Coronavirus Crisis: CARES Act Responds To Economic Impact Of COVID-19
The recent stimulus legislation signed by President Trump, provides for greater eligibility for businesses filing under the new subchapter V of Chapter 11 of the Bankruptcy Code. Specifically, within Section 1113 of the CARES Act:
• Amends the Small Business Reorganization Act of 2019 (SBRA) to increase the eligibility threshold for businesses filing under new subchapter V of chapter 11 of the U.S. Bankruptcy Code from $2,725,625 of debt to $7,500,000. The eligibility threshold will return to $2,725,625 after one year.
• Amends the definition of "income" in the Bankruptcy Code for chapters 7 and 13 to exclude coronavirus-related payments from the federal government from being treated as "income" for purposes of filing bankruptcy.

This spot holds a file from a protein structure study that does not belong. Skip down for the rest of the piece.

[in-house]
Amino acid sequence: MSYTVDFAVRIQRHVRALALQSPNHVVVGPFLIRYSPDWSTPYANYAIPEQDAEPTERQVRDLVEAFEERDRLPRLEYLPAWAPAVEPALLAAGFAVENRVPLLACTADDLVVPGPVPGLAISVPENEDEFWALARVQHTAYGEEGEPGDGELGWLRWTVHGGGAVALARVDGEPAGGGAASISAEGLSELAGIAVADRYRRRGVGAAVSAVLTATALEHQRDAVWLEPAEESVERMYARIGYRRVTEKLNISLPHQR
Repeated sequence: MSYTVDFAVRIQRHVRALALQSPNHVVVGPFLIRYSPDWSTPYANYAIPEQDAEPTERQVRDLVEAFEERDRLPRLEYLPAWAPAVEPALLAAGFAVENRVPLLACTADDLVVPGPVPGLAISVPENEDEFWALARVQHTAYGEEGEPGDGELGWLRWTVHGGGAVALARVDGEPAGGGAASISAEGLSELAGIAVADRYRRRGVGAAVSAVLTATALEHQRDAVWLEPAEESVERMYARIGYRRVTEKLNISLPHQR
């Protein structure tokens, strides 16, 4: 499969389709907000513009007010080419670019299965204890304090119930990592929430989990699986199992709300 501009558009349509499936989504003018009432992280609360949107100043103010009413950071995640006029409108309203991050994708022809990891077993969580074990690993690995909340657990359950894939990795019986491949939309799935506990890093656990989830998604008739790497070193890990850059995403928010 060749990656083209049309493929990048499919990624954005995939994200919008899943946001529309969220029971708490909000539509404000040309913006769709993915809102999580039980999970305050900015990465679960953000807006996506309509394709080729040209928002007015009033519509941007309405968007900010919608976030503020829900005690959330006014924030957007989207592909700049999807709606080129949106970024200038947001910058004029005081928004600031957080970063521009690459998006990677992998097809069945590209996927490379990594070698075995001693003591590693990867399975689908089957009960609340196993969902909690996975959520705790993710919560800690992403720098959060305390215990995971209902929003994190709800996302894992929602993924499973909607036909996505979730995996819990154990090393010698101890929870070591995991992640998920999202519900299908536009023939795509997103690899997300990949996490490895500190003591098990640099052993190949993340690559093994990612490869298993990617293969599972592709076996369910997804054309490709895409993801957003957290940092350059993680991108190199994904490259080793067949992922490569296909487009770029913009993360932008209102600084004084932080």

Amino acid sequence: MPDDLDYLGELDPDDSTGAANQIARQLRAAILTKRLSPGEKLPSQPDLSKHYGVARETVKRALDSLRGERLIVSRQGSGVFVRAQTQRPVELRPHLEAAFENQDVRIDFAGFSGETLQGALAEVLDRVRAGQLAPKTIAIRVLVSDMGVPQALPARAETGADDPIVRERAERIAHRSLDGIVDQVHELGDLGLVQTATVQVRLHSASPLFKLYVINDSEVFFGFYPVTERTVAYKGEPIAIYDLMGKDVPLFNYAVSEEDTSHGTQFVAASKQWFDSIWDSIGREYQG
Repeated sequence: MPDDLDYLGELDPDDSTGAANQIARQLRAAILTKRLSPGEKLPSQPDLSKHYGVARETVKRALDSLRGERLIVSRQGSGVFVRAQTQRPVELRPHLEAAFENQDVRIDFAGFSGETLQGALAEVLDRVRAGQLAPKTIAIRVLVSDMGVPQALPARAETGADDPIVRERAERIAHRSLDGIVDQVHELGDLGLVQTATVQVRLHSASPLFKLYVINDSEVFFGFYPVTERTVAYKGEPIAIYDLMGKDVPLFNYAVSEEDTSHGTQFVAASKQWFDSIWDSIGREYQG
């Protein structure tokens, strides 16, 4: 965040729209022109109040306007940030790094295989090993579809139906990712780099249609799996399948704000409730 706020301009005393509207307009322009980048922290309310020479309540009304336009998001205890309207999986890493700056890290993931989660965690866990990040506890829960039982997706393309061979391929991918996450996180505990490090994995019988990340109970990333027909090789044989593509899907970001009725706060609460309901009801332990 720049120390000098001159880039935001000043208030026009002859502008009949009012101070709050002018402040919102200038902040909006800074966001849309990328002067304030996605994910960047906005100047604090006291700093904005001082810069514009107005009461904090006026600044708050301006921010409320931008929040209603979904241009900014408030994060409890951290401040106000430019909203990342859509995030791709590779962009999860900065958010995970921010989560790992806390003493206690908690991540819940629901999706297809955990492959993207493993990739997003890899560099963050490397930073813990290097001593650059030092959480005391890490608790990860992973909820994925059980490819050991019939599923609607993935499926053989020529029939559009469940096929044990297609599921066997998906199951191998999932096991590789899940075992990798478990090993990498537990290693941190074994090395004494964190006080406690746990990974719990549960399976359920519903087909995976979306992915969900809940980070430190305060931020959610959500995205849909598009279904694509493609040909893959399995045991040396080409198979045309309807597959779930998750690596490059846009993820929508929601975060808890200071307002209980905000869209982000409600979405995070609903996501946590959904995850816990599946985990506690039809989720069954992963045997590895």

• Clarifying that the calculation of disposable income for purposes of confirming a chapter 13 plan shall not include coronavirus-related payments.
The bankruptcy provisions of the CARES Act listed above sunset within a year.
Additionally, the law provides temporary relief for federal student loan borrowers by requiring the Secretary of Education to defer student loan payments, principal, and interest for 6 months, through September 30, 2020, without penalty to the borrower for all federally owned loans. This provides relief for over 95 percent of student loan borrowers.
* James B. Jameson is Of Counsel at Seltzer, Chadwick, Soefje & Ladik, PLLC. He has more than 35 years of experience representing business clients in the area of bankruptcy law. He can be contacted by telephone at 713.807.1705 or by e-mail at email@example.com.